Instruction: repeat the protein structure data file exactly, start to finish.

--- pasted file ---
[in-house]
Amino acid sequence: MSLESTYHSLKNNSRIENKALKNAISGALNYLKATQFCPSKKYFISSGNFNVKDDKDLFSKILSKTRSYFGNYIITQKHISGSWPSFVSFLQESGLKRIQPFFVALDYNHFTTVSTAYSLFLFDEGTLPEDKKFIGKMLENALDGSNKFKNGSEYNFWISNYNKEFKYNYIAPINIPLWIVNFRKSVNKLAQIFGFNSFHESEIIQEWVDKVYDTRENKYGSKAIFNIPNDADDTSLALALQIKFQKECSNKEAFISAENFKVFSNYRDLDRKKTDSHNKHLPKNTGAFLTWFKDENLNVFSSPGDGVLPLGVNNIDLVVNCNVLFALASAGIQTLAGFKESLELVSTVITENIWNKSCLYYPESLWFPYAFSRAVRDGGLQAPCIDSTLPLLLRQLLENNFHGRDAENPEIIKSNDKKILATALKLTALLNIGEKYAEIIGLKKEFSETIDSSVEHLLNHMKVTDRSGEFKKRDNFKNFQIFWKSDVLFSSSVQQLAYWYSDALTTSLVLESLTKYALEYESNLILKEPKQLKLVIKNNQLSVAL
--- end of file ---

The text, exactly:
[in-house]
Amino acid sequence: MSLESTYHSLKNNSRIENKALKNAISGALNYLKATQFCPSKKYFISSGNFNVKDDKDLFSKILSKTRSYFGNYIITQKHISGSWPSFVSFLQESGLKRIQPFFVALDYNHFTTVSTAYSLFLFDEGTLPEDKKFIGKMLENALDGSNKFKNGSEYNFWISNYNKEFKYNYIAPINIPLWIVNFRKSVNKLAQIFGFNSFHESEIIQEWVDKVYDTRENKYGSKAIFNIPNDADDTSLALALQIKFQKECSNKEAFISAENFKVFSNYRDLDRKKTDSHNKHLPKNTGAFLTWFKDENLNVFSSPGDGVLPLGVNNIDLVVNCNVLFALASAGIQTLAGFKESLELVSTVITENIWNKSCLYYPESLWFPYAFSRAVRDGGLQAPCIDSTLPLLLRQLLENNFHGRDAENPEIIKSNDKKILATALKLTALLNIGEKYAEIIGLKKEFSETIDSSVEHLLNHMKVTDRSGEFKKRDNFKNFQIFWKSDVLFSSSVQQLAYWYSDALTTSLVLESLTKYALEYESNLILKEPKQLKLVIKNNQLSVAL